Self compassion fulfils an innate desire to be
free from suffering. Research literature suggests that greater self-
compassion is linked to less anxiety and depression. Self compassion
may reduce self-evaluative anxiety because the light of shared human
experience makes weaknesses feel less threatening. Reduced
rumination is said to be one of the key benefits of self compassion.
This page was last updated on 07-Sep-2016
For my peace of mind, I earmarked 20 minutes for meditation on the terrace. With my eyes closed, I sense my hands on the chair and feel the numbness in my feet.
I feel my breath flowing through my nose, my throat, my chest and my stomach. I can hear the chirping of birds, the phut phut of auto rickshaws, the occasional roar of a truck and the insistent hooting of horns.
The wide sky and the treetops come to my attention, when I open my eyes, I see a pale moon over two hundred thousand miles away. I see the nuclear fires, blazing for millions of years in the pale globe of the setting sun. I see a single star millions of miles away in space.
I can see green shoots coming up on a tree, watch the dives and swoops of birds, the great circles of the hawks and flocks of birds flying home for the night.
Diffused light from the sun reflects off a parrot on the tree and enters my eye through a pinhole opening. I sense the bustling mood of the bird, even though it is smaller than a drop of water in my eyes.
All these things are seen and felt by me in a few brief minutes. In the distance, is the head of a man seeming to be no bigger than a pea. Yet, that head too sees and feels such things. Ten million people in this great city see and feel in ten million ways.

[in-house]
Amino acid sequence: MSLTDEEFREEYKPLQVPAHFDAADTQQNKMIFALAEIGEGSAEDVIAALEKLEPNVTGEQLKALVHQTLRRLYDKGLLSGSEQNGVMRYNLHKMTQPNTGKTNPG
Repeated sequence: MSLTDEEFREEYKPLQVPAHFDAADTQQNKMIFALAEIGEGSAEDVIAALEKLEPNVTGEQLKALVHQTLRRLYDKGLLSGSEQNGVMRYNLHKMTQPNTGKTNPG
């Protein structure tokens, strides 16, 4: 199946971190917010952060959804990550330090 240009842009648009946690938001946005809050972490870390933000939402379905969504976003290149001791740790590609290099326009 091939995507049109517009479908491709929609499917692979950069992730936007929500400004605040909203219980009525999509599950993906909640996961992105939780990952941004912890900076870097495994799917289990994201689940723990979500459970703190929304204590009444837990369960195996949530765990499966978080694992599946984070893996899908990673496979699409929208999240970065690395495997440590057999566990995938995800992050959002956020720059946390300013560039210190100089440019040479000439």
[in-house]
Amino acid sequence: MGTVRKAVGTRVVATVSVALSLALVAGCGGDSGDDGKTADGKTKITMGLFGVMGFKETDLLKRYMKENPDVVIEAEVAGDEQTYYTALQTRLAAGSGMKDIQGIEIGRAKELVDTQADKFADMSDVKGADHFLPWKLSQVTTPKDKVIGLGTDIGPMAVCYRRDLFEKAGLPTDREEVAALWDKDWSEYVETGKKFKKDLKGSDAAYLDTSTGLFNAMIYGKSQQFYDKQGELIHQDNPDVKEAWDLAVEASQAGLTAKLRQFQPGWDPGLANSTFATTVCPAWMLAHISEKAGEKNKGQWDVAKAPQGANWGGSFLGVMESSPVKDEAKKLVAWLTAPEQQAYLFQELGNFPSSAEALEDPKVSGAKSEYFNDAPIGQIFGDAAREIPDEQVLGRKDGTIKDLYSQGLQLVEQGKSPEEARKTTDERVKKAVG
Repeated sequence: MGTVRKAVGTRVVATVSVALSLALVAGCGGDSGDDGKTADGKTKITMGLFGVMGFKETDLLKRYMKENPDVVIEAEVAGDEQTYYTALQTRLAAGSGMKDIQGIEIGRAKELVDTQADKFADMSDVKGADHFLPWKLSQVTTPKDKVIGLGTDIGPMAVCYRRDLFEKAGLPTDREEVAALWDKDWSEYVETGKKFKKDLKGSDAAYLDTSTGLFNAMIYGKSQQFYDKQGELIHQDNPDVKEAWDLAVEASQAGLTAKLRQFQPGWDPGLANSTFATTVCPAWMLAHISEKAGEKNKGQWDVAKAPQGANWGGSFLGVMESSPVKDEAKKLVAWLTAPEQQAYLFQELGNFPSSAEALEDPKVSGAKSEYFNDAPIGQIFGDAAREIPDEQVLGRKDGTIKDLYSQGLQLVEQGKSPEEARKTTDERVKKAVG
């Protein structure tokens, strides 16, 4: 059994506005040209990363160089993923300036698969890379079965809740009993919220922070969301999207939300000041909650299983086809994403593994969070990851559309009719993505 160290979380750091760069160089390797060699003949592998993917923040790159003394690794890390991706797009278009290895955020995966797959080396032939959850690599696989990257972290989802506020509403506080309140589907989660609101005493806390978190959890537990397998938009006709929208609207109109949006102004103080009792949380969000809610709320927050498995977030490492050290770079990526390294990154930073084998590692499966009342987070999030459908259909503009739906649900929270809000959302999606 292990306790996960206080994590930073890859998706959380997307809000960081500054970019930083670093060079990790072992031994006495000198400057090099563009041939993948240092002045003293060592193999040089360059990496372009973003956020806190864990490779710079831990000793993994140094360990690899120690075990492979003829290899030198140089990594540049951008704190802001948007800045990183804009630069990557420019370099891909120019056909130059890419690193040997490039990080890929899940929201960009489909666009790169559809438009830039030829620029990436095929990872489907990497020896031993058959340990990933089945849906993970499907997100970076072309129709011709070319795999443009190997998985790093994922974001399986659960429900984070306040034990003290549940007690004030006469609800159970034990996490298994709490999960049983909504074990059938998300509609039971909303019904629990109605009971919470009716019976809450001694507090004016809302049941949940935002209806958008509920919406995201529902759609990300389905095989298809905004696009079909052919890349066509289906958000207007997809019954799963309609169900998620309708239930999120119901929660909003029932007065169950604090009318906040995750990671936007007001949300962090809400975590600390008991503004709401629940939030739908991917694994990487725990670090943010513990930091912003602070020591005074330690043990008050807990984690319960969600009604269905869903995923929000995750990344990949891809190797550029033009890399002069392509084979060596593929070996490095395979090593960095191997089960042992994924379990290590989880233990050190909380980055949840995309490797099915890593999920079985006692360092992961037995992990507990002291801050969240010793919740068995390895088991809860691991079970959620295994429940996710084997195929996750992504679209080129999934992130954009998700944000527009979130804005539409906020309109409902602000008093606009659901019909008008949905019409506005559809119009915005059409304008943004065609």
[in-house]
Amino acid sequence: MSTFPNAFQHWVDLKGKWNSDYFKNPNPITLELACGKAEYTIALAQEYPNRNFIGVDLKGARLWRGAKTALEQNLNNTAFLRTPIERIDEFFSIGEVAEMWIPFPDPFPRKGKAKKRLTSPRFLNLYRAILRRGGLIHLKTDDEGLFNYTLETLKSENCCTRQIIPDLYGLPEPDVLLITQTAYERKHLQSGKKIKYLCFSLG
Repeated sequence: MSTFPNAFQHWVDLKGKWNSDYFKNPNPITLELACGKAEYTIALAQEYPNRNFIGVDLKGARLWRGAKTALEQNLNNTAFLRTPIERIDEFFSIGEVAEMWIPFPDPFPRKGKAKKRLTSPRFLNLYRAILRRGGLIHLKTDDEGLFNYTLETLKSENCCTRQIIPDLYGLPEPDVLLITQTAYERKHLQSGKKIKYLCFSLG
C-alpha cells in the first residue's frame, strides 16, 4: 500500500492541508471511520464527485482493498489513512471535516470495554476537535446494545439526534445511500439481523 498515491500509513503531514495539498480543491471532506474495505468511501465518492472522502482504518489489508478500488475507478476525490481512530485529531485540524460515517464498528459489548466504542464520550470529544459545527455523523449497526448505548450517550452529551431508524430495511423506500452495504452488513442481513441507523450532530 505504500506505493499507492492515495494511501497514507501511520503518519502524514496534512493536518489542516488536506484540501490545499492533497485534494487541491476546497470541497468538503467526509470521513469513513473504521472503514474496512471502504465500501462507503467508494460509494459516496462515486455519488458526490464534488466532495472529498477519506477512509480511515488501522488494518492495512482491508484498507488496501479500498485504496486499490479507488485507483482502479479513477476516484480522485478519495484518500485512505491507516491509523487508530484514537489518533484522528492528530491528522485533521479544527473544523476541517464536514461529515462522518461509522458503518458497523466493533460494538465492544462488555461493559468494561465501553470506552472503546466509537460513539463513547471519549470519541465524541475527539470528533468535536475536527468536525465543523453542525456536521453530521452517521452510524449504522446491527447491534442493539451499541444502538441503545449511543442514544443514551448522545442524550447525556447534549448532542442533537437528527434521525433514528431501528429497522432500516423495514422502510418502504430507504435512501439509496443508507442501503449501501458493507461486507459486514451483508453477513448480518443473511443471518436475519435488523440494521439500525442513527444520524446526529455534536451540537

My mind wanders to a misty view of postwar London; an exciting glimpse of Disneyland. An awed view of Tiananmen Square. The looming Himalayan ranges. My mind takes me to distant galaxies.
It carries me into the heart of millions of invisible neurons, where electrical charges flash thousands of times a second powering my contemplation. I see the campaigns of Julius Caesar and Alexander. I feel the longings of Jehangir.
Already my mind has taken me to palaces, battlefields and even the stars. If I lost everything, but can just see and feel, in just a few brief minutes, my mind can travel the world, or imagine the cosmos.
While my thoughts wandered far and near, the thought "20 minutes is a long time" also kept floating in. And yet, life has already blessed me with over twenty million waking minutes! I have an infinity of time on my hands. Have I a right to expect more from life?
I really loved the self improvement plan post. Its great food for thought and the steps are actually actionable as compared to many other self help sites out there.
Joe Glen USA.
As a clinical therapist, I have found your site very useful!
I love it. ...
Andrew Montgomery USA.